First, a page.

“When you’re a low-income family, there’s a stigma about asking for help,” says Gomez, now a teaching artist with the program, who joined the staff as a dance site coordinator after graduating from UC Irvine. “The teachers here gave us someone to talk to, someone to listen to us. I would be here from right after school until 9. Change in the car, do homework here, it was my second home.”

Ordonez works here as teacher’s assistant while taking classes at Santa Monica College. “I was very hyper as a child and my mom found this,” she says. “I grew up with the other students here.”

In a world filled with bad news, EDLA! is one of those fairy-tale stories in which heart and hard work actually pay off. In more ways than one.

As she took her dance program to various charter schools, Bercovici realized she could do even more good if she “had the kids for eight hours instead of two.” So she founded the Gabriella Charter Schools; in 2015, she stepped down as Everybody Dance’s director, turning it over to Tina Banchero, a former dancer and artistic director of Dance Mission Theater’s Youth Program in San Francisco. Banchero has run it ever since.

When asked why Everybody Dance has flourished to such an amazing extent, Bercovici says simply: “There was a need.”

And there still is, now more than ever.

Like every other educational arts program, EDLA! was hit hard by the pandemic. As funding dried up, the program was forced to close two of its after-school programs, one in Echo Park, the other in South L.A. Four of its participating schools dropped dance classes to focus on academics. And though Banchero did not have to lay anyone off, she was unable to replace five staff members who relocated.

EDLA! lost about 1,100 students during the peak of the pandemic. For those who stayed, dance class, like everything else, went virtual. “We pivoted to online in less than two weeks,” Banchero says. “I was so proud of everyone.”

A group of girls dance ballet

An instructor adjusts a dancer’s head placement.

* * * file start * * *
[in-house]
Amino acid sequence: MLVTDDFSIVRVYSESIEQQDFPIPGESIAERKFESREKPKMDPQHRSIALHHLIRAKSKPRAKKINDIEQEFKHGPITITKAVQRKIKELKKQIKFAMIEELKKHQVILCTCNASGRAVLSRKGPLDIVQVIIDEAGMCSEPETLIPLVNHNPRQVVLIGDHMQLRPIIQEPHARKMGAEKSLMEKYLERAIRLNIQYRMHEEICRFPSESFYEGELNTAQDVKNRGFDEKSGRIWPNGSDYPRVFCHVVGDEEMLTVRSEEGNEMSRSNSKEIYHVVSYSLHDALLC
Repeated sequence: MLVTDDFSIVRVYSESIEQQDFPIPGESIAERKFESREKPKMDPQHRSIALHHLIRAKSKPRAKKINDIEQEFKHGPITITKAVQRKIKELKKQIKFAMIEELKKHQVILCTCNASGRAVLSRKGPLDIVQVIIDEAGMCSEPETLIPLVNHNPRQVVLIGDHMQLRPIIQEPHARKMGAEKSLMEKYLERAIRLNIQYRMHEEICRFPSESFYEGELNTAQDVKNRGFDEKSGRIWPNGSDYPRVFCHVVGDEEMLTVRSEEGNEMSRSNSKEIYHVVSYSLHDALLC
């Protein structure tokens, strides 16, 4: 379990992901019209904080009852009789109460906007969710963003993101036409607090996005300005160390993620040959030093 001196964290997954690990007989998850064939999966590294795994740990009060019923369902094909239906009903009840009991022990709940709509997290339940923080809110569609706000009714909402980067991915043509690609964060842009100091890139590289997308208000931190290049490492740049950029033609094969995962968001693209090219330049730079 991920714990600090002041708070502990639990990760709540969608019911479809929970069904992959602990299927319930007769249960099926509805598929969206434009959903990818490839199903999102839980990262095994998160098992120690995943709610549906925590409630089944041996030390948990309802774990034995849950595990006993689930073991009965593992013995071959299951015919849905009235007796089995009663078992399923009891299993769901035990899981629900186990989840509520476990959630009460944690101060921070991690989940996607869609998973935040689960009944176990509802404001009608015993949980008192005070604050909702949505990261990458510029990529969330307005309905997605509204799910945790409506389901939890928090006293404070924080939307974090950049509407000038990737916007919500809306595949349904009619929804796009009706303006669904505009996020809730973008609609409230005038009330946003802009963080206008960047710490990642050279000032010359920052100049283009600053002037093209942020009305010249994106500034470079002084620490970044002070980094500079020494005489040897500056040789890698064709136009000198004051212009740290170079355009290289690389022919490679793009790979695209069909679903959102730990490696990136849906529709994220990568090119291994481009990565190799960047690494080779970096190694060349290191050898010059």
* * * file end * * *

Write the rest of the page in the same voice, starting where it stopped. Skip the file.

(Brian van der Brug / Los Angeles Times)

girls reflected dancing in the mirrors of a dance studio

Dancers rehearse for an upcoming show.

(Brian van der Brug / Los Angeles Times)

Children across the country were trapped at home for more than a year, struggling with online learning and isolation. But Banchero’s students, Banchero’s families, have had a harder time than most. For low-income, urban families, COVID-19 has been particularly devastating. Many parents lost their jobs and many of those who didn’t continued to work in person. Cramped housing, which often included multiple generations, left little space for kids to study, much less dance.

“We had kids dancing between two bunk beds,” Banchero said. “But it was so important for them to turn their cameras on, see our teachers and other students, and dance. We had a number of kids who were struggling with depression. So many of our families lost a loved one.

“The trauma they were going through,” she says, “was real.”

And not just for the kids. “I realized how much l love my job during that time,” Kaneda says. “Because when I ended my Zoom class, I would feel happy for the first time that day.”

Kaneda, like many of the instructors, is a dancer (the program accommodates staff when they get professional gigs). Which meant she too was grounded for more than a year.

“We have always emphasized life skills, skills to help our students become more successful people,” Banchero says. “But the pandemic made mindfulness part of every class. Taking stock in how you’re feeling, giving kids skills to regulate anxiety — it’s been a big programming shift for us.”

This year’s fundraising gala, held in person for the first time in two years, took place at SoFi on March 27, the same night as the Oscars. Banchero was thrilled by the venue, the performances and the attendance, but she admits the funds raised fell a bit short of what she had hoped.

“It’s hard,” she says. “We are a midsized program, and with so many smaller programs on the verge of extinction, a lot of funding has been redirected to them. It’s going to take us a few years to get back on track.”

But where there’s life, there’s hope, and there is a lot of life in the Burlington dance studios. Although they still have only two after-school sites open — at Burlington and the original Townhouse space —EDLA! now partners with 26 schools and more than 5,000 students, serving more L.A. families than ever before.

The theme of the spring recital is “Mulan”; as Banchero reminds the students of Jazz 1 and Hip Hop II, their role is “to be warriors. You are all warriors.”

And warriors are never scared while they’re dancing.